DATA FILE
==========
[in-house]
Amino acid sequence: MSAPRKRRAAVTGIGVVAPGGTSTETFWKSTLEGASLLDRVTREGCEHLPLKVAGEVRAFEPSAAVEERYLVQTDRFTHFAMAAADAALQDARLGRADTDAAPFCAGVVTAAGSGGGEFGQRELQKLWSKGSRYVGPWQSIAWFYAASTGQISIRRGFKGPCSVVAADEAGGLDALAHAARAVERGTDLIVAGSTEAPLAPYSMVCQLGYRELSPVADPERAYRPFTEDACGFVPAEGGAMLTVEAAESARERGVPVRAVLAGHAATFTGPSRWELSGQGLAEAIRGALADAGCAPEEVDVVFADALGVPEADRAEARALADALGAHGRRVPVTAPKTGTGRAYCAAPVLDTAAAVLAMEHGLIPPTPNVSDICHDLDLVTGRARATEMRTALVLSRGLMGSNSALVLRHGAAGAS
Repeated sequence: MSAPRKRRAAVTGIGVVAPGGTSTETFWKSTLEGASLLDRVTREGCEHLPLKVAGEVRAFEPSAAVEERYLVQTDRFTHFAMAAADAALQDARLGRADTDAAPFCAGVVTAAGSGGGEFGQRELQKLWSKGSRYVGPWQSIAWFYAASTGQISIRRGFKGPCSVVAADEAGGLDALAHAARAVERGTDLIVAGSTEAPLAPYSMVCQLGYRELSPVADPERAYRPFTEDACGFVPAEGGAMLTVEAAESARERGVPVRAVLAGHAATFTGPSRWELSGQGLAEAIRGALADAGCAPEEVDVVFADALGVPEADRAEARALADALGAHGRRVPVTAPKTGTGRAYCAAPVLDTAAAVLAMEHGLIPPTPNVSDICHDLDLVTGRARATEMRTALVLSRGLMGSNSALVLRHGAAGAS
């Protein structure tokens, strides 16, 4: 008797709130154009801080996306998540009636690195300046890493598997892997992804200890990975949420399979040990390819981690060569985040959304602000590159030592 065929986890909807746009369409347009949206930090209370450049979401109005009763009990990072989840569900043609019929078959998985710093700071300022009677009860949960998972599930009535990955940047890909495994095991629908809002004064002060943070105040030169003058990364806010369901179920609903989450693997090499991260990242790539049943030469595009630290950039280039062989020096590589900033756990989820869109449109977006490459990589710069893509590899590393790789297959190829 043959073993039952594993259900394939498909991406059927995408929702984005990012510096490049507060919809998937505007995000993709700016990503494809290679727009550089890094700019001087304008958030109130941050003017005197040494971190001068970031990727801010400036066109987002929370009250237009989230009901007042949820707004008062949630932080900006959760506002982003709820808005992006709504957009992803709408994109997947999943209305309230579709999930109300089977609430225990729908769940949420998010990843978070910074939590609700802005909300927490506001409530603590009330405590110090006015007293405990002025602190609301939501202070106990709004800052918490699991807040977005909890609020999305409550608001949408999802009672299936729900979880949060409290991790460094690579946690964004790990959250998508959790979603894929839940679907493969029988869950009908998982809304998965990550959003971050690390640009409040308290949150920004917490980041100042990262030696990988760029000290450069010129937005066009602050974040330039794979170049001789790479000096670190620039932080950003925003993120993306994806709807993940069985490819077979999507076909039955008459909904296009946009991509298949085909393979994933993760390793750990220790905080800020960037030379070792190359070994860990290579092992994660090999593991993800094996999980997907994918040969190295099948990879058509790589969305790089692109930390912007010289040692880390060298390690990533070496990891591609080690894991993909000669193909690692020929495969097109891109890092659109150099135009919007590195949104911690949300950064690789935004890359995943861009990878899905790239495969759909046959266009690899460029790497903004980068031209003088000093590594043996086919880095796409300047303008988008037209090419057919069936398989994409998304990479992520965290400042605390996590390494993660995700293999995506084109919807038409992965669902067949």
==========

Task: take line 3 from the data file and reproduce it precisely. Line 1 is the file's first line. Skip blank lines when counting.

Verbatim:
Repeated sequence: MSAPRKRRAAVTGIGVVAPGGTSTETFWKSTLEGASLLDRVTREGCEHLPLKVAGEVRAFEPSAAVEERYLVQTDRFTHFAMAAADAALQDARLGRADTDAAPFCAGVVTAAGSGGGEFGQRELQKLWSKGSRYVGPWQSIAWFYAASTGQISIRRGFKGPCSVVAADEAGGLDALAHAARAVERGTDLIVAGSTEAPLAPYSMVCQLGYRELSPVADPERAYRPFTEDACGFVPAEGGAMLTVEAAESARERGVPVRAVLAGHAATFTGPSRWELSGQGLAEAIRGALADAGCAPEEVDVVFADALGVPEADRAEARALADALGAHGRRVPVTAPKTGTGRAYCAAPVLDTAAAVLAMEHGLIPPTPNVSDICHDLDLVTGRARATEMRTALVLSRGLMGSNSALVLRHGAAGAS